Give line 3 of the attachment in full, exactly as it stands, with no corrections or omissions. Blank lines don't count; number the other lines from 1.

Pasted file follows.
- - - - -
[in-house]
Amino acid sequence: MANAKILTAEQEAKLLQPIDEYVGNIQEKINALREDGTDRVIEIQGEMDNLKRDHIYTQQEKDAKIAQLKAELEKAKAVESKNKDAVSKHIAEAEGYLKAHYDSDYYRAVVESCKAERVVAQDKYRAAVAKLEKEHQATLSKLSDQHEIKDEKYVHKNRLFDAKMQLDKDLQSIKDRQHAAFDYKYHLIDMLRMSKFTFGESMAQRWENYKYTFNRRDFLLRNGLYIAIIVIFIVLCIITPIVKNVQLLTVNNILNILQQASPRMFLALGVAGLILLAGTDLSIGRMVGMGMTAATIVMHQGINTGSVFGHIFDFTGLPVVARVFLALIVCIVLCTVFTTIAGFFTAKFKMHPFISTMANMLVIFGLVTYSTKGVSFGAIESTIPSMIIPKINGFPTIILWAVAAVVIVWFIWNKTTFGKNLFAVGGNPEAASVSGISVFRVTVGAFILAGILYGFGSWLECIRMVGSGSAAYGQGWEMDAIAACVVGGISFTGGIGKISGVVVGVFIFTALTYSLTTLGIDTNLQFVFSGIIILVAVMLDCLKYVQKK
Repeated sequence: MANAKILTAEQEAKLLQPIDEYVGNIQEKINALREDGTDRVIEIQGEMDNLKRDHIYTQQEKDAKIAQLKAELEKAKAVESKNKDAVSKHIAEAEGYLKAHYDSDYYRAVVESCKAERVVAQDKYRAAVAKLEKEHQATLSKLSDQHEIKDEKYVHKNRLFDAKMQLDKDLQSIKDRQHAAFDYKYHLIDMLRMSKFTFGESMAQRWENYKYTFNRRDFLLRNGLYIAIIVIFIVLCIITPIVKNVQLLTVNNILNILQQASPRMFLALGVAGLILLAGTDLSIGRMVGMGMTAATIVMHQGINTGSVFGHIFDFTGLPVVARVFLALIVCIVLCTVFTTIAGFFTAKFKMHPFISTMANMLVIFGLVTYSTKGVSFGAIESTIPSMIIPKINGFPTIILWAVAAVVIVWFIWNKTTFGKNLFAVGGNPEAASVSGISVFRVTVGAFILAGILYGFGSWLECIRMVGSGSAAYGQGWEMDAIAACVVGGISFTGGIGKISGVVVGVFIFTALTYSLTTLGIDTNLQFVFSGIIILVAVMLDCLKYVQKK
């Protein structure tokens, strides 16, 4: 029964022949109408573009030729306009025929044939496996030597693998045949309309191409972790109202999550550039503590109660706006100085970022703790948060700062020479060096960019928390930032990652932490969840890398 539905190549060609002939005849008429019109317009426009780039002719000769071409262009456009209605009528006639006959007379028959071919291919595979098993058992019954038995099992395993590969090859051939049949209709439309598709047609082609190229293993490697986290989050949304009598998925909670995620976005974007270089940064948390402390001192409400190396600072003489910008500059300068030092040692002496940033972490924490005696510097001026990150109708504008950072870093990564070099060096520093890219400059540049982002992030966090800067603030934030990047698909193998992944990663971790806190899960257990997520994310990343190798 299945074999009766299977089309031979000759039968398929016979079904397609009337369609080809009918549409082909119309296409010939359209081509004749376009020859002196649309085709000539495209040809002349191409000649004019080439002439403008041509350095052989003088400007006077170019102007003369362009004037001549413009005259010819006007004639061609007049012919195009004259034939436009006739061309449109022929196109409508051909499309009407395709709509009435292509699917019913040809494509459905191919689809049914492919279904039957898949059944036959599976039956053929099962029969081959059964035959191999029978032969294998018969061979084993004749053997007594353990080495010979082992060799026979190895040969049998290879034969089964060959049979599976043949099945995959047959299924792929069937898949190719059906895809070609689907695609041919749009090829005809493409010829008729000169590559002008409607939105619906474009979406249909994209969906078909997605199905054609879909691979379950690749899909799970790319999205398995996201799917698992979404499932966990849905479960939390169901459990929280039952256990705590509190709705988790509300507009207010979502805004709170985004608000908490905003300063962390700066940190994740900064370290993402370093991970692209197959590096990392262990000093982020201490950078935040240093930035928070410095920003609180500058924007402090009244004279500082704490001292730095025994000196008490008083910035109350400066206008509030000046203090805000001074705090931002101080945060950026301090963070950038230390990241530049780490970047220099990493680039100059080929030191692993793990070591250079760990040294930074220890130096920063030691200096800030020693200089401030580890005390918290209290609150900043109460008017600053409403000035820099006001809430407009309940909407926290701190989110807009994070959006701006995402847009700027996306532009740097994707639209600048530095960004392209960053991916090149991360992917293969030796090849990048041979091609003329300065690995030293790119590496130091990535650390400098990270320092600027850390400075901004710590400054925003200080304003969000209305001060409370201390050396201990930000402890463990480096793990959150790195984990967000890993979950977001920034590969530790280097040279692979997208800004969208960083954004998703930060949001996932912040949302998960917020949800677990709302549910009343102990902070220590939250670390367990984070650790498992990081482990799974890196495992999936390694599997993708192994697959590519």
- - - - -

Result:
Repeated sequence: MANAKILTAEQEAKLLQPIDEYVGNIQEKINALREDGTDRVIEIQGEMDNLKRDHIYTQQEKDAKIAQLKAELEKAKAVESKNKDAVSKHIAEAEGYLKAHYDSDYYRAVVESCKAERVVAQDKYRAAVAKLEKEHQATLSKLSDQHEIKDEKYVHKNRLFDAKMQLDKDLQSIKDRQHAAFDYKYHLIDMLRMSKFTFGESMAQRWENYKYTFNRRDFLLRNGLYIAIIVIFIVLCIITPIVKNVQLLTVNNILNILQQASPRMFLALGVAGLILLAGTDLSIGRMVGMGMTAATIVMHQGINTGSVFGHIFDFTGLPVVARVFLALIVCIVLCTVFTTIAGFFTAKFKMHPFISTMANMLVIFGLVTYSTKGVSFGAIESTIPSMIIPKINGFPTIILWAVAAVVIVWFIWNKTTFGKNLFAVGGNPEAASVSGISVFRVTVGAFILAGILYGFGSWLECIRMVGSGSAAYGQGWEMDAIAACVVGGISFTGGIGKISGVVVGVFIFTALTYSLTTLGIDTNLQFVFSGIIILVAVMLDCLKYVQKK